“Integration” is the slogan of the 4.0 era we are living.
Everything tends to integrate: objects, subjects, systems with other systems … to create a single environment in which everything communicates.
All this integrated communication is a consequence, but also the origin of changes that have twisted our era: in fact we have given our present the dignity and allure of an industrial revolution. The fourth one.
Horizontal and vertical integration is one of the various enabling elements and technologies that can well describe this revolution.
But what exactly does “horizontal and vertical integration” mean?
While all the other additional points of Industry 4.0 are nearly explaining themselves, this particular idea may need a broader and more detailed explanation.
Everything becomes easier if we consider this type of integration as a natural consequence of other “4.0” elements, such as the Internet of Things, Cloud computing and Big data.
The Internet of Things allows you to create a network consisting of tools, machines and people.
A network without geographical boundaries, including several processing lines, departments … establishments.
Thanks to Cloud computing everything is distributed in the cloud and therefore available from any device or work station. The costs are reduced, but also the boundaries represented by the achievement of information stored in a physical form.
Big data represent a large amount of unstructured information that, duly analyzed and organized, provides valuable information to guide decisions and strategies in order to support the continuous improvement. All this information can now be shared across a potentially extended network such as the world…
The vertical integration concerns the communication and sharing of information, within the company, but in a transversal manner compared to its hierarchical structure.
A system is defined as vertically integrated if it manages to involve more subjects, starting from the base (for example the production lines) up to the upper levels of the management, that is those who have decisional and strategic responsibilities for the company.
In this way the information rapidly crosses all the subjects involved, considerably reducing the dead times that usually exist between the acquisition of the data and the decision-making moment: all are aligned in a short time… actually in real time.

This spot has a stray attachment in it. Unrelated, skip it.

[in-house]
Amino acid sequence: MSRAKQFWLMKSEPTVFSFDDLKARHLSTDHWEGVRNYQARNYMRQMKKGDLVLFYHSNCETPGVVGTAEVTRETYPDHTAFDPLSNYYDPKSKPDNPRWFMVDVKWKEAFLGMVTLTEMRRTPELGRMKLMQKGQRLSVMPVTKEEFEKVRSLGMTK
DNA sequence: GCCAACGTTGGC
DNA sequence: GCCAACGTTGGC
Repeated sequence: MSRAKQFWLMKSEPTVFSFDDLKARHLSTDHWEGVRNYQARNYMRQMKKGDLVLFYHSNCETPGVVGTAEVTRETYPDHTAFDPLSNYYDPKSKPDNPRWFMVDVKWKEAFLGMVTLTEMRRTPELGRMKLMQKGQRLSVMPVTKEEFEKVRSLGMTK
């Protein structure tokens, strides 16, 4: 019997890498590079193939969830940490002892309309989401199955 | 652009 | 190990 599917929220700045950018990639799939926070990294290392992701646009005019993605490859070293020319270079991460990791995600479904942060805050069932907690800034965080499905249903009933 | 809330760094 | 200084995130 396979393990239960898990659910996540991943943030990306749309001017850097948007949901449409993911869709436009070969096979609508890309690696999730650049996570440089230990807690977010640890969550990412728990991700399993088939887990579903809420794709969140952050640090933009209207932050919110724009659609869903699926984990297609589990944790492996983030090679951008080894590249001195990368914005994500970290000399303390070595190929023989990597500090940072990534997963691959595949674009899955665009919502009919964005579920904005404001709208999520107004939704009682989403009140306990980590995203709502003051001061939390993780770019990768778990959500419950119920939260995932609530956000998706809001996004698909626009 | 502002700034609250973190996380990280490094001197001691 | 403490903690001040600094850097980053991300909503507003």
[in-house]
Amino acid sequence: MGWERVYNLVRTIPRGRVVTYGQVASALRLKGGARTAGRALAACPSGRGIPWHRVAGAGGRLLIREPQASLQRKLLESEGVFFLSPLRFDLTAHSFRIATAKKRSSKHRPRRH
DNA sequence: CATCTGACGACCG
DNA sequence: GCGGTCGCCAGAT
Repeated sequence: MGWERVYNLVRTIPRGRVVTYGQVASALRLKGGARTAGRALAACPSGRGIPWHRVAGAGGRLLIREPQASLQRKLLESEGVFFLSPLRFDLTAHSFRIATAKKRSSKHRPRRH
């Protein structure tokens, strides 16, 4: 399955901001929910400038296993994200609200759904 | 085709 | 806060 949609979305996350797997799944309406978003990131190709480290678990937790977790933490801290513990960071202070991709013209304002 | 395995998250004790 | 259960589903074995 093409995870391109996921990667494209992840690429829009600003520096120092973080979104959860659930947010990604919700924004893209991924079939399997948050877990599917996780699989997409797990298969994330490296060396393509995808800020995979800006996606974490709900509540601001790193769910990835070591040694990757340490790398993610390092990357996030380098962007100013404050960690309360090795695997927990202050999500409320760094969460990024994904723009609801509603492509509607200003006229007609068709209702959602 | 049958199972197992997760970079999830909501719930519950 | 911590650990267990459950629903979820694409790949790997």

To give a practical example: the classic case of data acquired with regard to production efficiency: thanks to the software tools such as Andon and OEE, the online operator will be able to see the production status of his line, check if there are problems, record the reasons for the stops and defects; in the office the manager will check the precise situation of all the lines, being able to go back and see the progress of the production, the causes of the stops etc ..; in another office, not necessarily located in the same plant.. or city … or continent, another manager will be able to compare the production of different plants or different products…
Horizontal integration complies with subjects outside the company: for example suppliers or distributors or other subjects.
The company, suppliers and distributors are connected here by a network of information sharing such as machine maintenance, or the supply of raw materials: in real time the supplier can be notified of the supply need of a raw material; or a machine supplier will be able to communicate a whole series of information, through the cloud, which will allow the company to better manage the maintenance, both through preventive and predictive actions.
In the most advanced cases, horizontal integration can also reach the customer, who can order his customized mass-produced product, communicating directly with the machines on the production line.
To design something, to think of a project or a product today it means to think of it always in “relationship with“, to place it within a process: people are part of this process with different tasks and qualifications, machines and devices geographically potentially distributed anywhere.
The data that we can acknowledge today are many and force us to think big, always on a large scale. The data represent a continuous flow: a big advantage will be held by those who will be able to channel the greatest quantity and variety and above all to rationalize them in order to be able to draw concrete answers.
Answers for the customer, as close as possible to his needs, to his demands.
After all, all this information are mainly necessary for two things:
- Knowing ourselves better (our efficiency, our critical points, where we can improve, how we can improve)
- Get to know the customer better (what do you need? What are you looking for? When are you looking for it?)
All this is achieved only by implementing “open” systems, able to interface with other systems, now through a human operator, now through a machine, depending on the case and needs. All immediately available through devices that are increasingly likely to be mobile … and futuristic.
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